On the positive side of face-to-face meetings, friendly conversations help you get more up close and personal with your client. At the same time, you’re able to present yourself as a likable person through the use of tactics like positive body language.

Tips for Your Next Sales Pitch

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Social Sellers VS. Non-Social Sellers [Infographic] – New Research

Original Post – Sales For Life 

We asked over 500 sales, marketing and sales enablement professionals: who gets the better ROI when it comes to volume of new customers and hitting revenue goals—social sellers or non-social sellers?

The results from our State of Digital Sales Survey 2017 gave some unique insight into some of the priorities and challenges of sales leaders today, as well as some of the benefits of implementing a long-term social strategy.

Here are what sales executives in small and large companies are saying:

  • The majority of sales leaders (71%) said their top priority in the next 12 months was converting contacts/leads into customers.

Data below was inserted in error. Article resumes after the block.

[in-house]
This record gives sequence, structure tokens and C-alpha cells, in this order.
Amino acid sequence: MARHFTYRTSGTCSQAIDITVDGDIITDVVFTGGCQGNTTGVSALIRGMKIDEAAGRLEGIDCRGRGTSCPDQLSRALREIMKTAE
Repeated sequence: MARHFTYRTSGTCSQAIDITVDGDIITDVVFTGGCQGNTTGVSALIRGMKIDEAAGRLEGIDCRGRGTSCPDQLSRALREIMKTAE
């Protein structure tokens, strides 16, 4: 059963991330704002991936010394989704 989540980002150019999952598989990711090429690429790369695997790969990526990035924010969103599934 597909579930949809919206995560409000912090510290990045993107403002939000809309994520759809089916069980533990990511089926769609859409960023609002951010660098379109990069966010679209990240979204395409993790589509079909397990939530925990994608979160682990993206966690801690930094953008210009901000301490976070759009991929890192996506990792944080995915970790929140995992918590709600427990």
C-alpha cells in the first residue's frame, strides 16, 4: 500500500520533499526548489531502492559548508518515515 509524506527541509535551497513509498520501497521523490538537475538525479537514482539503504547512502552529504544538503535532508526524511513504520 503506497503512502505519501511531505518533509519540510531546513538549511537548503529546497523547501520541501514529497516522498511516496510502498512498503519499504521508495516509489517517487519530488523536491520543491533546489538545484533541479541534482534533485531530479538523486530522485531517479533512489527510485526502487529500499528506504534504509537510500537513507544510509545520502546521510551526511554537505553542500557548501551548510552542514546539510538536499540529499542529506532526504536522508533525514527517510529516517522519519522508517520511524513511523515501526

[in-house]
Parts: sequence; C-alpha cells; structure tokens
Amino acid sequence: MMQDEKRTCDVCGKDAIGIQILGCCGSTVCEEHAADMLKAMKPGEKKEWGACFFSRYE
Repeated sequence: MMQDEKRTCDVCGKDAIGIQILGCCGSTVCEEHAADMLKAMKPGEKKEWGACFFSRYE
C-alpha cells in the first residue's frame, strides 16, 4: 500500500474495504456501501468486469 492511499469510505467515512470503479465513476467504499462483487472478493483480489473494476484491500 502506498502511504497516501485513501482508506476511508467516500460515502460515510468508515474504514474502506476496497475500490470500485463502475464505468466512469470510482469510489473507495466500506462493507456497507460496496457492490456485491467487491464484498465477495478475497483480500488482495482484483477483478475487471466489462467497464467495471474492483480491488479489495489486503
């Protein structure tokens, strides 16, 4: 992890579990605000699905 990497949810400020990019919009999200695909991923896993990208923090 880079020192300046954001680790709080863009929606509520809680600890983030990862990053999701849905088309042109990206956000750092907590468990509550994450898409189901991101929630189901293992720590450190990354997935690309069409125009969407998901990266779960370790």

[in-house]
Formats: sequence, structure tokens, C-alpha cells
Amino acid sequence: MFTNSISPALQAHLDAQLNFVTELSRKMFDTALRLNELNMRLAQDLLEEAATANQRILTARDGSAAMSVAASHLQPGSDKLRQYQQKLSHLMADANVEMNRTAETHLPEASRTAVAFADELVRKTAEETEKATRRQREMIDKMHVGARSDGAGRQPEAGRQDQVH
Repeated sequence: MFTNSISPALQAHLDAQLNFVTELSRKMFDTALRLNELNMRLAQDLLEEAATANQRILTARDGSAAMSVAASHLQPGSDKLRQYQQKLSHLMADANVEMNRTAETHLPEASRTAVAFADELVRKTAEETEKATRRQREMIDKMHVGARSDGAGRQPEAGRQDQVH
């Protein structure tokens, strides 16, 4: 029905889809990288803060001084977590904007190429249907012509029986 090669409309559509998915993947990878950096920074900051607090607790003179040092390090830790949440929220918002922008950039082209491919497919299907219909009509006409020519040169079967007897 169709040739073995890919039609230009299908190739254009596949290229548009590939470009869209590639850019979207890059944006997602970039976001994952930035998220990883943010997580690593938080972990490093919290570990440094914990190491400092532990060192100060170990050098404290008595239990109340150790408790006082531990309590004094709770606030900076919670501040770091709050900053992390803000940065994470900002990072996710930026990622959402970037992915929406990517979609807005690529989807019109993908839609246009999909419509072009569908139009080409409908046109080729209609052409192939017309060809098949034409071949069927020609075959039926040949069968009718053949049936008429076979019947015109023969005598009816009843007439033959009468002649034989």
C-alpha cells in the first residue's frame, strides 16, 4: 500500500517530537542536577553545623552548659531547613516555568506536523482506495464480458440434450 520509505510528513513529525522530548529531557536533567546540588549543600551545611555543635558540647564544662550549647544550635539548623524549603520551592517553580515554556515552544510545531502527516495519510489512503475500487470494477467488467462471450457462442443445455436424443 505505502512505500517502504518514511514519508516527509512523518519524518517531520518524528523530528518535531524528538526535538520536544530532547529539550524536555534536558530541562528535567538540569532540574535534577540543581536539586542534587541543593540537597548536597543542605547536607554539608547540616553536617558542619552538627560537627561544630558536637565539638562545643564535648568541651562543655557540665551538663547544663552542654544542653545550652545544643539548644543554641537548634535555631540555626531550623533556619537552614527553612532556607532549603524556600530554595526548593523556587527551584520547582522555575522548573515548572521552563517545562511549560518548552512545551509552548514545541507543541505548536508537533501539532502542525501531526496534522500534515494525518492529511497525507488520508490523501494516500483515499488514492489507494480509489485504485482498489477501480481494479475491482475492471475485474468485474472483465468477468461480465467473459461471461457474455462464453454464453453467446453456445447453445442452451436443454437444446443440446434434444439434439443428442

• The top challenge for sales leaders today was a close tie between lead generation (55%), and conversion rates/speed (54%).
  • Companies that consistently do social selling see 65% faster volume of leads, compared to 47% of those companies that do random, or inconsistent, acts of social.

It starts with a Referral – Not a Salesperson

Harvard Business Review posted a recent article, with some interesting statistics. The headliner being :

84% of B2B Sales Start with a Referral — Not a Salesperson

Here is the article for you reading pleasure

 

Outbound B2B sales are becoming less and less effective. In fact, a recent survey found that connecting with a prospect now takes 18 or more phone calls, callback rates are below 1%, and only 24% of outbound sales emails are ever opened. Meanwhile, 84% of B2B buyers are now starting the purchasing process with a referral, and peer recommendations are influencing more than 90% of all B2B buying decisions.

Why are more and more buyers avoiding salespeople during the buying process? Sales reps, according to Forrester, tend to prioritize a sales agenda over solving a customer’s problem. If organizations don’t change their outdated thinking and create effective sales models for today’s digital era, Forrester warns that 1 million B2B salespeople will lose their jobs to self-service e-commerce by 2020.